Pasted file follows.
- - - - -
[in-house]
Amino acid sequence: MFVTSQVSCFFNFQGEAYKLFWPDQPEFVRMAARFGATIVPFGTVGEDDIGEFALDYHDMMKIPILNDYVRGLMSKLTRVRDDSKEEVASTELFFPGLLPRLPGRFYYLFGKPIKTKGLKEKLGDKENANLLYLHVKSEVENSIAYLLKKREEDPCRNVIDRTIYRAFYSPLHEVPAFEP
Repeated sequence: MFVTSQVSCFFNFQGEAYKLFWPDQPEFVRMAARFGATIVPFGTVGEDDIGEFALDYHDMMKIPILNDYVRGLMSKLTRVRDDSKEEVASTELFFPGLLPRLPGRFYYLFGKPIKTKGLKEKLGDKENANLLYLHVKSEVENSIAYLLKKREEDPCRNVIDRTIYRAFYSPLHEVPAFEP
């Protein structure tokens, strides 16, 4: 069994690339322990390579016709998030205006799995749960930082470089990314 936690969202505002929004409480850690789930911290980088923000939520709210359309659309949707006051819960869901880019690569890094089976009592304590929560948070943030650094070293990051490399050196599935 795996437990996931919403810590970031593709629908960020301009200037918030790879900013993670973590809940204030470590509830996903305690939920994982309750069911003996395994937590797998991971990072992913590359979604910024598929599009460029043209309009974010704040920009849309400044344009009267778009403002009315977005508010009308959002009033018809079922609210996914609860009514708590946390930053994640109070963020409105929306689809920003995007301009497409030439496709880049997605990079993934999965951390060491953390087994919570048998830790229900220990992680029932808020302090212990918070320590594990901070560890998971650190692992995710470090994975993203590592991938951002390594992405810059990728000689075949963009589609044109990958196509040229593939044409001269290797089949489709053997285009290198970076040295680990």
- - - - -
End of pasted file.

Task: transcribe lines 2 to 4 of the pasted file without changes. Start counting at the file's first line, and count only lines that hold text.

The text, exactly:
Amino acid sequence: MFVTSQVSCFFNFQGEAYKLFWPDQPEFVRMAARFGATIVPFGTVGEDDIGEFALDYHDMMKIPILNDYVRGLMSKLTRVRDDSKEEVASTELFFPGLLPRLPGRFYYLFGKPIKTKGLKEKLGDKENANLLYLHVKSEVENSIAYLLKKREEDPCRNVIDRTIYRAFYSPLHEVPAFEP
Repeated sequence: MFVTSQVSCFFNFQGEAYKLFWPDQPEFVRMAARFGATIVPFGTVGEDDIGEFALDYHDMMKIPILNDYVRGLMSKLTRVRDDSKEEVASTELFFPGLLPRLPGRFYYLFGKPIKTKGLKEKLGDKENANLLYLHVKSEVENSIAYLLKKREEDPCRNVIDRTIYRAFYSPLHEVPAFEP
């Protein structure tokens, strides 16, 4: 069994690339322990390579016709998030205006799995749960930082470089990314 936690969202505002929004409480850690789930911290980088923000939520709210359309659309949707006051819960869901880019690569890094089976009592304590929560948070943030650094070293990051490399050196599935 795996437990996931919403810590970031593709629908960020301009200037918030790879900013993670973590809940204030470590509830996903305690939920994982309750069911003996395994937590797998991971990072992913590359979604910024598929599009460029043209309009974010704040920009849309400044344009009267778009403002009315977005508010009308959002009033018809079922609210996914609860009514708590946390930053994640109070963020409105929306689809920003995007301009497409030439496709880049997605990079993934999965951390060491953390087994919570048998830790229900220990992680029932808020302090212990918070320590594990901070560890998971650190692992995710470090994975993203590592991938951002390594992405810059990728000689075949963009589609044109990958196509040229593939044409001269290797089949489709053997285009290198970076040295680990």